Fifth, a system of checks and balances, essential if a constitutional government is to succeed, strengthens the separation of powers and prevents legislative despotism. Such checks and balances include dividing Congress into two houses, with different constituencies, term lengths, sizes and functions; granting the president a limited veto power over congressional legislation; and appointing an independent judiciary capable of reviewing ordinary legislation in light of the written Constitution, which is referred to as “judicial review.” The Framers feared that Congress could abuse its powers and potentially emerge as the tyrannous branch because it had the power to tax. But they did not anticipate the emergence of presidential powers as they have come to dominate modern government or the inordinate influence of corporate powers on governmental decision-making. Indeed, as recent academic studies now indicate, we are now ruled by a monied oligarchy that serves itself and not “we the people.”

Sixth, representation allows the people to have a voice in government by sending elected representatives to do their bidding while avoiding the need of each and every citizen to vote on every issue considered by government. In a country as large as the United States, it is not feasible to have direct participation in governmental affairs. Hence, we have a representative government. If the people don’t agree with how their representatives are conducting themselves, they can and should vote them out. However, as the citizenry has grown lazy and been distracted by the entertainment spectacles of modern society, government bureaucrats churn out numerous laws each year resulting in average citizens being rendered lawbreakers and jailed for what used to be considered normal behavior.

Finally, federalism is yet another constitutional device to limit the power of government by dividing power and, thus, preventing tyranny. In America, the levels of government generally break down into federal, state and local branches (which further divide into counties and towns or cities). Because local and particular interests differ from place to place, such interests are better handled at a more intimate level by local governments, not a bureaucratic national government. Remarking on the benefits of the American tradition of local self-government in the 1830s, the French historian Alexis de Tocqueville observed: “Local institutions are to liberty what primary schools are to science; they put it within the people’s reach; they teach people to appreciate its peaceful enjoyment and accustom them to make use of it. Without local institutions a nation may give itself a free government, but it has not got the spirit of liberty.”

These seven vital principles have been largely forgotten in recent years, obscured by the haze of a centralized government, a citizenry that no longer thinks analytically, and schools that don’t adequately teach our young people about their history and their rights.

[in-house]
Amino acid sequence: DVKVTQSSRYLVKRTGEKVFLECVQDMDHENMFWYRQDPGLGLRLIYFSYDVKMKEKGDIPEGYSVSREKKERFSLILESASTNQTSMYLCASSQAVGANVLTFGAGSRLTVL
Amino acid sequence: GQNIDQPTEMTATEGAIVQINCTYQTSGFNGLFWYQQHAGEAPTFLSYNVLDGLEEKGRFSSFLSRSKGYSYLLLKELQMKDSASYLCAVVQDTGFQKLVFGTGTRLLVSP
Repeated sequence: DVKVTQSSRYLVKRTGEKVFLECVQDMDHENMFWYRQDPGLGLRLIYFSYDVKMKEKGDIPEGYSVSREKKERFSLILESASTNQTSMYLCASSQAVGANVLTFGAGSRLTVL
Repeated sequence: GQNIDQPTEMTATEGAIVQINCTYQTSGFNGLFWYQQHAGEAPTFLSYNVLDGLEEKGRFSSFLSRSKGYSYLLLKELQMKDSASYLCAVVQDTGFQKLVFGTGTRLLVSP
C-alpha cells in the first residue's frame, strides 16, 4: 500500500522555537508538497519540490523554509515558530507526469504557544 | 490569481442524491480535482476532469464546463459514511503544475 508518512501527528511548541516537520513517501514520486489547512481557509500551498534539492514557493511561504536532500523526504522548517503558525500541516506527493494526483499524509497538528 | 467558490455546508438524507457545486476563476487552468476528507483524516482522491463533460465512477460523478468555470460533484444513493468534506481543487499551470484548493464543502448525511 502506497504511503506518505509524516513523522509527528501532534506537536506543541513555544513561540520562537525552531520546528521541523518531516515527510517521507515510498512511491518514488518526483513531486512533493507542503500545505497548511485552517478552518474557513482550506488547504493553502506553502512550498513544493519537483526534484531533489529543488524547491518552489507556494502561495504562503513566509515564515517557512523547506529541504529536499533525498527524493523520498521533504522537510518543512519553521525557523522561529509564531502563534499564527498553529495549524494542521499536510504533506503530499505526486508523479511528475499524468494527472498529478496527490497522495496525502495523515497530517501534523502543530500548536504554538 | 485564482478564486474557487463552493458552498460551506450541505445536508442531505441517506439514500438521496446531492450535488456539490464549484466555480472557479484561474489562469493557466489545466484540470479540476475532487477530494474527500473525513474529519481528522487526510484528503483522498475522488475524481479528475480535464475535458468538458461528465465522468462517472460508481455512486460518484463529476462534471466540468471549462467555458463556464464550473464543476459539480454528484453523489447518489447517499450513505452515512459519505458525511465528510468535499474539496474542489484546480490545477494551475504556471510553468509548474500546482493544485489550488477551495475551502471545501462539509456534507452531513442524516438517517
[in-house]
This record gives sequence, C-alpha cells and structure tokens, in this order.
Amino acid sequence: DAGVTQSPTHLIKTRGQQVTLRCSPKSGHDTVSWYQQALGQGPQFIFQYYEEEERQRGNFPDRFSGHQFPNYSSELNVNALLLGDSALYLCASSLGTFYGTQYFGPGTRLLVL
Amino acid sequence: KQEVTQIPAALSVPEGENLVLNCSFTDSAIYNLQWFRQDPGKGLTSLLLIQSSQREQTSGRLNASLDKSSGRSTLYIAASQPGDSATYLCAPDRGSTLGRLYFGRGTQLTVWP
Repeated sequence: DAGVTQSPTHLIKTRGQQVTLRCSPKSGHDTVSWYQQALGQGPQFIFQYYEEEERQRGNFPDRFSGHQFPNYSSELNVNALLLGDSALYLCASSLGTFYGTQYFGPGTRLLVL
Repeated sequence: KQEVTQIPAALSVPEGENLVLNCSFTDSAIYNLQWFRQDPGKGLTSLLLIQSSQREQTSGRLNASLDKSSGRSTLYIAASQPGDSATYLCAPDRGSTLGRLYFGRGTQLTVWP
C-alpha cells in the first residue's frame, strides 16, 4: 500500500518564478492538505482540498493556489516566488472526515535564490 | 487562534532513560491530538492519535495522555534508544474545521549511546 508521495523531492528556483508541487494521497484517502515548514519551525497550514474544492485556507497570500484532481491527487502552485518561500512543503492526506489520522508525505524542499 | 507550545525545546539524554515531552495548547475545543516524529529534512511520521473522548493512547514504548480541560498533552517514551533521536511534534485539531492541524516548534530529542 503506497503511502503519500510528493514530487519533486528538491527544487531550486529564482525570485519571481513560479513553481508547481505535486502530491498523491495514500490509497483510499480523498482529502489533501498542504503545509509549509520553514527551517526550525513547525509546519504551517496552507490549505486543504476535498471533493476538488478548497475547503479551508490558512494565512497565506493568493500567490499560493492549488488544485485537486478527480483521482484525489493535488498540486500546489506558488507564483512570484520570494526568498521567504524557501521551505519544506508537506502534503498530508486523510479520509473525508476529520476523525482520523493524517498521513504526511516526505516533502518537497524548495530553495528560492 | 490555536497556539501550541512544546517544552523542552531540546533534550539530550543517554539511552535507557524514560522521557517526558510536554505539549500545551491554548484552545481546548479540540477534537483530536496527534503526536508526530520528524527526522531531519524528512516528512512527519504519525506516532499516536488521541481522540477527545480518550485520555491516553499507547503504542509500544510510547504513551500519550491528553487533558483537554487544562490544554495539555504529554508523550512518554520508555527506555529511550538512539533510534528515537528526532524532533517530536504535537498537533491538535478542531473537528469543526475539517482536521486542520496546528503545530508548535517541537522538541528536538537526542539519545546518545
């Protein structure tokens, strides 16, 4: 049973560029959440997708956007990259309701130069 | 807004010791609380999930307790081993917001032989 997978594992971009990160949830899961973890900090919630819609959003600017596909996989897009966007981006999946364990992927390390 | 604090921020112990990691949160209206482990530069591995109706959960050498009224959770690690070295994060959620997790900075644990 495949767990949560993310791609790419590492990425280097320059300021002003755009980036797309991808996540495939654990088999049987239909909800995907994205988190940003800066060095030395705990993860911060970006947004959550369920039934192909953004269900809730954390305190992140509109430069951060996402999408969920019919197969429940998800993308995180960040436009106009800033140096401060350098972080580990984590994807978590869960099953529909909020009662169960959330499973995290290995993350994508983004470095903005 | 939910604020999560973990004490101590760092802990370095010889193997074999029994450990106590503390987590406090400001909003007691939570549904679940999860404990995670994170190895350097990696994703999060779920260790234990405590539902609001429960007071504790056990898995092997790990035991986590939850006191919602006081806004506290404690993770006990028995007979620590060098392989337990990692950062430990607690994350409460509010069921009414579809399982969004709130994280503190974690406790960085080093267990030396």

Yet here’s the rub: while Americans wander about in their brainwashed states, their “government of the people, by the people and for the people” has largely been taken away from them.

The answer: get un-brainwashed.

Learn your rights.

Stand up for the founding principles.

Make your voice and your vote count for more than just political posturing.

Never cease to vociferously protest the erosion of your freedoms at the local and national level.

Most of all, do these things today.

If we wait until the votes have all been counted or hang our hopes on our particular candidate to win and fix what’s wrong with the country, “we the people” will continue to lose.

Whether we ever realize it not, the enemy is not across party lines, as they would have us believe. It has us surrounded on all sides.

Even so, we’re not yet defeated.

We could still overcome our oppressors if we cared enough to join forces and launch a militant nonviolent revolution—a people’s revolution that starts locally and trickles upwards—but that will take some doing.

It will mean turning our backs on the political jousting contests taking place at all levels of government and rejecting their appointed jesters as false prophets. It will mean not allowing ourselves to be corralled like cattle and branded with political labels that have no meaning anymore. It will mean recognizing that all the evils that surround us today—endless wars, drone strikes, invasive surveillance, militarized police, poverty, asset forfeiture schemes, overcriminalization, etc.—are not of our making but came about as a way to control and profit from us.

It will mean “voting with our feet” through sustained, mass civil disobedience.

Ultimately, as I make clear in my book Battlefield America: The War on the American People and in its fictional counterpart The Erik Blair Diaries, it will mean refusing to be divided, one against each other, by politics and instead uniting behind the only distinction that has ever mattered: “we the people” against tyranny.

WC: 1720

ABOUT JOHN W. WHITEHEAD

Constitutional attorney and author John W. Whitehead is founder and president of The Rutherford Institute. His most recent books are the best-selling Battlefield America: The War on the American People, the award-winning A Government of Wolves: The Emerging American Police State, and a debut dystopian fiction novel, The Erik Blair Diaries. Whitehead can be contacted at [email protected]. Nisha Whitehead is the Executive Director of The Rutherford Institute. Information about The Rutherford Institute is available at www.rutherford.org.